Scientists, meanwhile, are collaborating across disciplines to gain a better understanding of learning disabilities. At the UW, Wendy Raskind, a physician and associate professor of medicine, is heading up a genetics project, while Todd Richards, a physicist and professor of radiology, is directing a brain imaging project.

Researchers have long suspected that learning disabilities are inherited, though it isn't always obvious. In Alex's case, for example, it wasn't until his problems surfaced that his father began to talk about his own difficulty in learning to read. Like many adults, David Matteson had learned to compensate and went on to academic success, so that his disability couldn't be detected in tests researchers have developed. But when the entire Daniels/Matteson family was tested, Alex's older sister was found to have a mild disability. Kyle's older brother was also found to be mildly dyslexic.

The families of Alex and Kyle are among 102 that have taken a battery of language skill tests in the UW project. Researchers first identified a child with dyslexia, then tested the child's immediate family. If one of the parents either tested for or recounted a history of reading problems, they tried to also test that person's parents and siblings.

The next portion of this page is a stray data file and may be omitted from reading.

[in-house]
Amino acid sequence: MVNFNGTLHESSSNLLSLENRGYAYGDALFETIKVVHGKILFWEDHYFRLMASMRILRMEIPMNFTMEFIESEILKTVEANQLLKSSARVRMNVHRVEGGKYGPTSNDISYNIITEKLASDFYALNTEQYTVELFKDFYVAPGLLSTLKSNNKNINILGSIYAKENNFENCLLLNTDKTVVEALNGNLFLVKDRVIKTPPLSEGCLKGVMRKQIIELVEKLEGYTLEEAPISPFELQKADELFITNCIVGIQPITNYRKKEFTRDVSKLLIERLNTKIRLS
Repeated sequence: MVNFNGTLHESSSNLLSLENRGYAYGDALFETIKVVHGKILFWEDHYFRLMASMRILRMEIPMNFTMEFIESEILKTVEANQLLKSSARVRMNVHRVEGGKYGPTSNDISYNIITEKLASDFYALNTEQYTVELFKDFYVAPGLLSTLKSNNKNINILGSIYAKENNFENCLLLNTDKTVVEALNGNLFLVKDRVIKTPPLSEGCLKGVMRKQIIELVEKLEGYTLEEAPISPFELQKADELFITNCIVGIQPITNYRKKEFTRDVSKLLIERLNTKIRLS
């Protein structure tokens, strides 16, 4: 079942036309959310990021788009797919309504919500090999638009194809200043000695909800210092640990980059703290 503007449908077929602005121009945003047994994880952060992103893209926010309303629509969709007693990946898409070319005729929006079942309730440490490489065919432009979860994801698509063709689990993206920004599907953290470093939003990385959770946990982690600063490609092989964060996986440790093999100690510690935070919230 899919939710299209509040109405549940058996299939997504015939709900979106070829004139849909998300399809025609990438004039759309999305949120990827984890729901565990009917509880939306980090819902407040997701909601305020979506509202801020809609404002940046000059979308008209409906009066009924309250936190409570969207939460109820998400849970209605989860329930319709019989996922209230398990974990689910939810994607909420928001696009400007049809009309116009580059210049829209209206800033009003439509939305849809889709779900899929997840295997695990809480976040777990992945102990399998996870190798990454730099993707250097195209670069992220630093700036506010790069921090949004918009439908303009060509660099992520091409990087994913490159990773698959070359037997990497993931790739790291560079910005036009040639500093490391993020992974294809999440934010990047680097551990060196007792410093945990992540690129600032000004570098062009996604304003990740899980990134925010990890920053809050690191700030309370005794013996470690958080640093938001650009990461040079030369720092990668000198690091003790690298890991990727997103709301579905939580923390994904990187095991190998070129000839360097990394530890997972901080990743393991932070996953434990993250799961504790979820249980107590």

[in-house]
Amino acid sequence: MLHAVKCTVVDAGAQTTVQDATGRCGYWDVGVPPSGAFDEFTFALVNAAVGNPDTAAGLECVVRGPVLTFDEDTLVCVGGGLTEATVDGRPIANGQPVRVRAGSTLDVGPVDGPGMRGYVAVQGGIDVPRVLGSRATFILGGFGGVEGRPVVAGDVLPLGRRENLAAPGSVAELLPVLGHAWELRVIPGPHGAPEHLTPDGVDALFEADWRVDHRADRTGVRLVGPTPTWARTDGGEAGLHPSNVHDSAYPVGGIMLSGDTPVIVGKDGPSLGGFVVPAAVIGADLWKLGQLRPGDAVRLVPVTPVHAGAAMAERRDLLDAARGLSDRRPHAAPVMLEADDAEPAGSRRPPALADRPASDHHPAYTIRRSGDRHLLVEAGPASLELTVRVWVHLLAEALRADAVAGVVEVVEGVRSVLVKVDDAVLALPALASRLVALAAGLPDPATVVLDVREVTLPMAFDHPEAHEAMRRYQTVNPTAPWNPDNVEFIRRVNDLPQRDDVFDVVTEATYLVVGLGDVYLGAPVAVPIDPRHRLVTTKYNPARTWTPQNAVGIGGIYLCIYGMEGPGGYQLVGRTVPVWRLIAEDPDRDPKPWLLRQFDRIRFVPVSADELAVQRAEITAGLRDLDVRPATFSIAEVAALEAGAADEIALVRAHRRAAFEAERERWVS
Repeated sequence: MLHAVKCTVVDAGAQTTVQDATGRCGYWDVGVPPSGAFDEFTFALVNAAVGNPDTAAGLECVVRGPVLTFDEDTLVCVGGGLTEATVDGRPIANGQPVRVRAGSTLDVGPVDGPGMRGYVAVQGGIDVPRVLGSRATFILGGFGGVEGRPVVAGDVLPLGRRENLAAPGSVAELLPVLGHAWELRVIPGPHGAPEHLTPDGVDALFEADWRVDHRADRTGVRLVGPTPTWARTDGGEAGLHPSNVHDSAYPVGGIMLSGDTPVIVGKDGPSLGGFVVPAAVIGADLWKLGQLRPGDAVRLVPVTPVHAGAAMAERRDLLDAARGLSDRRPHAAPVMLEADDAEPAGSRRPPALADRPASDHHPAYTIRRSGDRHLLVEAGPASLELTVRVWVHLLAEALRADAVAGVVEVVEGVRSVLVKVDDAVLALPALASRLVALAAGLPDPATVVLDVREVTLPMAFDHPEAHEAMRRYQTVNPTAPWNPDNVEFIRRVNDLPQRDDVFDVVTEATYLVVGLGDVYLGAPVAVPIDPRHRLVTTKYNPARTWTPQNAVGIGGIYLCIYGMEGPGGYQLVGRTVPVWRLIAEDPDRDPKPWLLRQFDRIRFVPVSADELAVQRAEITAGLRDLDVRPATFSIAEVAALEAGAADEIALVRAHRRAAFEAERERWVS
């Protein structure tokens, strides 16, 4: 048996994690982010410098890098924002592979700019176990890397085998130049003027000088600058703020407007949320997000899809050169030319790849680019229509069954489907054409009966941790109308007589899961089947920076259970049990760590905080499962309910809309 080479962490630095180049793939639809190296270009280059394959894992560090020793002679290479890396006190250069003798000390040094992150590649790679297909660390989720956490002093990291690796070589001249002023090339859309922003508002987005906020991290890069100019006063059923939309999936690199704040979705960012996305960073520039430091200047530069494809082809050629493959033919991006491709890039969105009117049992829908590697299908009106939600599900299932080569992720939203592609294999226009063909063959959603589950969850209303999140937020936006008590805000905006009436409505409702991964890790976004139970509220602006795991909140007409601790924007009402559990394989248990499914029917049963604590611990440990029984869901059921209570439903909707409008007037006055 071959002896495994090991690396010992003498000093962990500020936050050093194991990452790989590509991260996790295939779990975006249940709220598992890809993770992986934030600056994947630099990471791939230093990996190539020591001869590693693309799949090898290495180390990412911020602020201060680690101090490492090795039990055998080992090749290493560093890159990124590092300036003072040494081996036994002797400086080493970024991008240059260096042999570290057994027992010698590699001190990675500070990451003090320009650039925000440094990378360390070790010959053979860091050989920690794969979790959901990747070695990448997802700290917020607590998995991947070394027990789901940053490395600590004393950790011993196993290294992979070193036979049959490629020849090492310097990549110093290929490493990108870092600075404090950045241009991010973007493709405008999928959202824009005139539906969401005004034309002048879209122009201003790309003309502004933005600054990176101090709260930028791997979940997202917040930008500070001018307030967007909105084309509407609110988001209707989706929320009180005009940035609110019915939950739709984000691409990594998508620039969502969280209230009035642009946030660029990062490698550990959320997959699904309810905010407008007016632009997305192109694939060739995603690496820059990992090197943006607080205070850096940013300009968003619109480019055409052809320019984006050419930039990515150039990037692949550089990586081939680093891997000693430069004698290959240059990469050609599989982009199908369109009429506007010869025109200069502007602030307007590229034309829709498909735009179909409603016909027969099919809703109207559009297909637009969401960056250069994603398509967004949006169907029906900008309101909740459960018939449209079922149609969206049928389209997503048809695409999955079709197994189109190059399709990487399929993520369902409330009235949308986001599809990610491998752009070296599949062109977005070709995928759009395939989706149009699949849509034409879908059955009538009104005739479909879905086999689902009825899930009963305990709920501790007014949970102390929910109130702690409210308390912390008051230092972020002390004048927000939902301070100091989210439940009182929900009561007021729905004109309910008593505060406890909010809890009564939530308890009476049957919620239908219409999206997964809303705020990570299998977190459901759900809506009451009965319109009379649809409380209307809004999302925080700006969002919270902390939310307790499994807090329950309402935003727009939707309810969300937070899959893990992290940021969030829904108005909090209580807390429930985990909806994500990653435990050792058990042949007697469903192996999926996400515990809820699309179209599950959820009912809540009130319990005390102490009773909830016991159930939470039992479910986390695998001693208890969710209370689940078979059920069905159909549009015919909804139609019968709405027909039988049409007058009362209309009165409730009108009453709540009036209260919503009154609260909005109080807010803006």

After three years of work, the UW project is just beginning the modeling phase. Using complicated statistical programs, researchers plug their data into possible models of transmission for the disorder to see which ones provide the best fit. Once they get a better picture of how dyslexia is passed down, they'll be able to zero in on genes that may cause it.

"It's almost certainly a number of genes interacting with each other, so getting an answer here is going to be complex," Raskind says.

Even if they are able to isolate the offending genes, the aim of the research is emphatically not gene therapy. "Dyslexia is a disorder only because in our society you have to read to succeed," Raskind explains. "The same genes that cause it may also confer advantages that we don't recognize, so we're not going to 'fix' them."

Instead, she and Berninger hope the genetics will make possible a blood test that would identify children at high risk to develop dyslexia. Such a test would qualify a child for early intervention services instead of forcing him or her to fail for several years before help arrives.

A blood test may not be the only evidence of dyslexia that comes out of the research. Alex and Kyle were among eight children with dyslexia who had their brains imaged while they were engaged in language tasks related to reading. Using a new technique developed at the UW called proton echo-planar spectroscopy imaging (PEPSI), the boys were placed in a magnetic resonance scanner running software that measures areas of brain activation.

When images of their brains were compared to those of children without dyslexia, researchers found that there was more brain activation in the dyslexics during the same language tasks tapping two of the markers for dyslexia. "It appeared that they had used more metabolic energy to do the same task," said Richards, who heads the imaging project.

Researchers repeated the imaging tests after the children with dyslexia completed tutoring, to see if there was any change in their brain functioning. They are currently analyzing the results.

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